"[Suppressive acts also include] 1st degree murder, arson, disintegration of persons or belongings not [underlining added] guilty of suppressive acts.

    "[Suppressive Persons] place themselves beyond any consideration for their feelings :nazi:or well being...

    "The homes, property, places, and abodes of persons who have been active in attempting to suppress Scientology... are all beyond any protection."

    In 1968, the public use of the name "Fair Game" was prohibited, as it caused "bad public relations." However, all Fair Game practices, and the Fair Game philosophy, continued. Hubbard also developed an extensive Fair Game (attack and covert attack) Tech for use against Scientology's "enemies."

    A few years later, Hubbard developed PR Tech, with which to shroud applications of Scientology's Fair Game philosophy and Tech, and with which to better handle any "PR flaps" resulting from occasional exposures of the use of Fair Game.

    Yes, Hubbard says "Always attack!" but also says "handle with PR."

    It's not accurate to say that Scientology doctrine says to, in all instances, "Never defend, always attack!"

    Scientology PR tech is defensive in nature. It distracts, it misleads, it looks the person in the eye and smiles warmly, while privately intending to make a fool out of the person.

    PR is sneaky; it's clever (or supposed to be). It gently distracts the person and then leads him into agreeing with something that - ultimately - undermines his position.

    It only gets nasty when the person doesn't respond to being handled with PR.

    Scientology, being a secretive and sneaky subject (doctrine, teaching), inevitably produces people who don't know what Scientology actually is - they're not supposed to know.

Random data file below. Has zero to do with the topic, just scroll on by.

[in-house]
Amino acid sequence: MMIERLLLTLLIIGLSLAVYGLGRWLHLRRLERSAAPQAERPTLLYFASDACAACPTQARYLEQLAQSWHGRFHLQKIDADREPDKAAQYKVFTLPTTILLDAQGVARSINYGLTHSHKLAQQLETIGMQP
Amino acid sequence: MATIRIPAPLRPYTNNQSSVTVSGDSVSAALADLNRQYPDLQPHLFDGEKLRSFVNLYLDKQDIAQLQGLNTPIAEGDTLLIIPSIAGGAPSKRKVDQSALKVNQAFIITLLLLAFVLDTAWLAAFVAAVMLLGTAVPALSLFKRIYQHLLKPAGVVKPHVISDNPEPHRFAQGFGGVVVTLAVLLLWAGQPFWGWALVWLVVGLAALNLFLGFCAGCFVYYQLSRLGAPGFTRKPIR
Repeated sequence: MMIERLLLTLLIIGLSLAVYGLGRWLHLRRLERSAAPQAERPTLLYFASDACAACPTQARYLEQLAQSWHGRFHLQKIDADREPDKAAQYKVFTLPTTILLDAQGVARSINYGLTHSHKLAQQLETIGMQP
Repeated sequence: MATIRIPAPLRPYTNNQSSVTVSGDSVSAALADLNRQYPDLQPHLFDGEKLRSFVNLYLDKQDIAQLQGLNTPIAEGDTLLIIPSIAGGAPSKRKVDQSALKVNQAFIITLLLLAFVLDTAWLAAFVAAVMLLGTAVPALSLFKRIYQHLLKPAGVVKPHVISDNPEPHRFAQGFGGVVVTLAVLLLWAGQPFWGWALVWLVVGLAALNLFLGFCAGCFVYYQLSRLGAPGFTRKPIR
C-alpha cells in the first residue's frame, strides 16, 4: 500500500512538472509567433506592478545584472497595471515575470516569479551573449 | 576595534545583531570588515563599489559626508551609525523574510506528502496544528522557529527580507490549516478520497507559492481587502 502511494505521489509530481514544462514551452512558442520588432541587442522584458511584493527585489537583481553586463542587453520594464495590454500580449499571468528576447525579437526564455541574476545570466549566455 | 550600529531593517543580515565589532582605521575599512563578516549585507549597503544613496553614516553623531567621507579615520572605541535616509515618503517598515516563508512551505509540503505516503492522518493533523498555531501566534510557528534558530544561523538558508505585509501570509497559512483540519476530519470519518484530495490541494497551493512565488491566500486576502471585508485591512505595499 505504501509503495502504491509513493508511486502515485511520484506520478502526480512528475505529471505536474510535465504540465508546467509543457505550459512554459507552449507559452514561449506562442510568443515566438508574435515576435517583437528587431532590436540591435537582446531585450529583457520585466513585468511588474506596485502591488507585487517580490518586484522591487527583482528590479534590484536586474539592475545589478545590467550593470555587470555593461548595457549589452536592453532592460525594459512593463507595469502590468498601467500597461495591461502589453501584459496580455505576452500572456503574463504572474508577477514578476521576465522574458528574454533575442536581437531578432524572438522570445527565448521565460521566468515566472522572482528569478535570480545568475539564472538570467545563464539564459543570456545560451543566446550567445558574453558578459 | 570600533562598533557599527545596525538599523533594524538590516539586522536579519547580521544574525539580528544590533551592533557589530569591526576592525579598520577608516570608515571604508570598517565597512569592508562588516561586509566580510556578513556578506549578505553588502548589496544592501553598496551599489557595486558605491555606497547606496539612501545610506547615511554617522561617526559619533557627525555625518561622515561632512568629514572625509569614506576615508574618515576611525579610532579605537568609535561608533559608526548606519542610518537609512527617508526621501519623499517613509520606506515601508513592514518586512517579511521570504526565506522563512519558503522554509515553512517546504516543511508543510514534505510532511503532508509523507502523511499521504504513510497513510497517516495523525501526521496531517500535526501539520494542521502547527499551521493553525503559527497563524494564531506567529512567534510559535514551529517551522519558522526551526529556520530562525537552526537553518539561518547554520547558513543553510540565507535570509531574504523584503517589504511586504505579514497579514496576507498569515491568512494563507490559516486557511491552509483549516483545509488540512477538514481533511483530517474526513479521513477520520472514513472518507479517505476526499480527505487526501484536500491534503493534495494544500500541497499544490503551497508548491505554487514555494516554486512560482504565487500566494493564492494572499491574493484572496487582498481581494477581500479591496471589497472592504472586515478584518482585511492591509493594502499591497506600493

Thus, there is the well-intentioned novice.

    And then there's the aggressive "Always attack!" type of Scientologist (who doesn't understand PR tech.)

    Then there are clumsy and inept PR people.

    Then there are slick PR people.

    Often a response from a Scientologist will reflect one or several of these categories.

    For example, the person starts out answering questions which seem innocent enough but, with asked more questions, switches into PR mode, and then, when questions become too sensitive in nature and appear "critical," becomes flustered, and decides to "Attack!"

    It's a point of pride for a Scientology PR person to be able to handle non-Scientologists with PR.

    Over-all, PR tech is better applied amongst Scientology Independents and Scientology FreeZoners than by Cof$ers.

    After all, as the Scn Indies and Scn FZoners say, "Tech is out in Orgs."

    And that would include PR tech.

    From the Village Voice blog from some months ago...

    From a poster named "Xenu," in reply to another poster named "Sketto":

    Since I worked for HCO [Hubbard Communications Office] during the 1970s, I'd thought I'd chime in with what I personally witnessed during those years.

    Hubbard actually did cancel disconnection, after Australia had cracked down, and New Zealand was on the verge of outlawing the cult. Not only did he cancel disconnection, but he also banned Fair Game, sec checks, and the recording of what went on in auditing sessions. Way cool, huh?

    The only problem was that the policy letter cancelling those things was only issued to the New Zealand government commission that was considering the banning of Scientology.